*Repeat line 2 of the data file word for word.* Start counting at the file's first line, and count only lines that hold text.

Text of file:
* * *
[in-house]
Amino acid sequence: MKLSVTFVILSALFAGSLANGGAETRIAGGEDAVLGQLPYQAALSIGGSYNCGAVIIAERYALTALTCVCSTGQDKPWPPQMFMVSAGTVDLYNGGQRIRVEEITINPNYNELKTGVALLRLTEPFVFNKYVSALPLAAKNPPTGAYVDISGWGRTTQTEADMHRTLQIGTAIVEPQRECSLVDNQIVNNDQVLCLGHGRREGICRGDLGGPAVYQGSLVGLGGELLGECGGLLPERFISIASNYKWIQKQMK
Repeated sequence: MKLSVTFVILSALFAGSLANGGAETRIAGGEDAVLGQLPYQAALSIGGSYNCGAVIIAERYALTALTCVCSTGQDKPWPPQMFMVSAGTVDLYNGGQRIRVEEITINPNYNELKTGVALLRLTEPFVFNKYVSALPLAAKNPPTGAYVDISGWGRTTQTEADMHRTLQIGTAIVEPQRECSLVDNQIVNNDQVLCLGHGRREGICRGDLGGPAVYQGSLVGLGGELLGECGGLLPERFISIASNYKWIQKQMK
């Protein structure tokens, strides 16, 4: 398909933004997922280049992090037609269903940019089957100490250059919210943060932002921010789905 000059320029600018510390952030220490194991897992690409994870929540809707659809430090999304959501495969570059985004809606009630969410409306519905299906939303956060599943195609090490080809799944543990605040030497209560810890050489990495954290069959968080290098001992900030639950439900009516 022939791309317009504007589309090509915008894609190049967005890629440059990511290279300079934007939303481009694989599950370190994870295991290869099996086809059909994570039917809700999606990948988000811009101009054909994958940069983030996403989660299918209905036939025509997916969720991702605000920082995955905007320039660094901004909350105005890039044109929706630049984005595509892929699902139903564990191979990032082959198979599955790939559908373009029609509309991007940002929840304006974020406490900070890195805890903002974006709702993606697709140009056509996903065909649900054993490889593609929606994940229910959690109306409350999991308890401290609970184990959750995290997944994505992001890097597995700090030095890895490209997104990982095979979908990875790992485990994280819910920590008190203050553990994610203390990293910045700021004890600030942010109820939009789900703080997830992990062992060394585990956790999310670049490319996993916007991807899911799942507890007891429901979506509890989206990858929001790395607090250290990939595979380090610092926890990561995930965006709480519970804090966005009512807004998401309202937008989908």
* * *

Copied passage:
Amino acid sequence: MKLSVTFVILSALFAGSLANGGAETRIAGGEDAVLGQLPYQAALSIGGSYNCGAVIIAERYALTALTCVCSTGQDKPWPPQMFMVSAGTVDLYNGGQRIRVEEITINPNYNELKTGVALLRLTEPFVFNKYVSALPLAAKNPPTGAYVDISGWGRTTQTEADMHRTLQIGTAIVEPQRECSLVDNQIVNNDQVLCLGHGRREGICRGDLGGPAVYQGSLVGLGGELLGECGGLLPERFISIASNYKWIQKQMK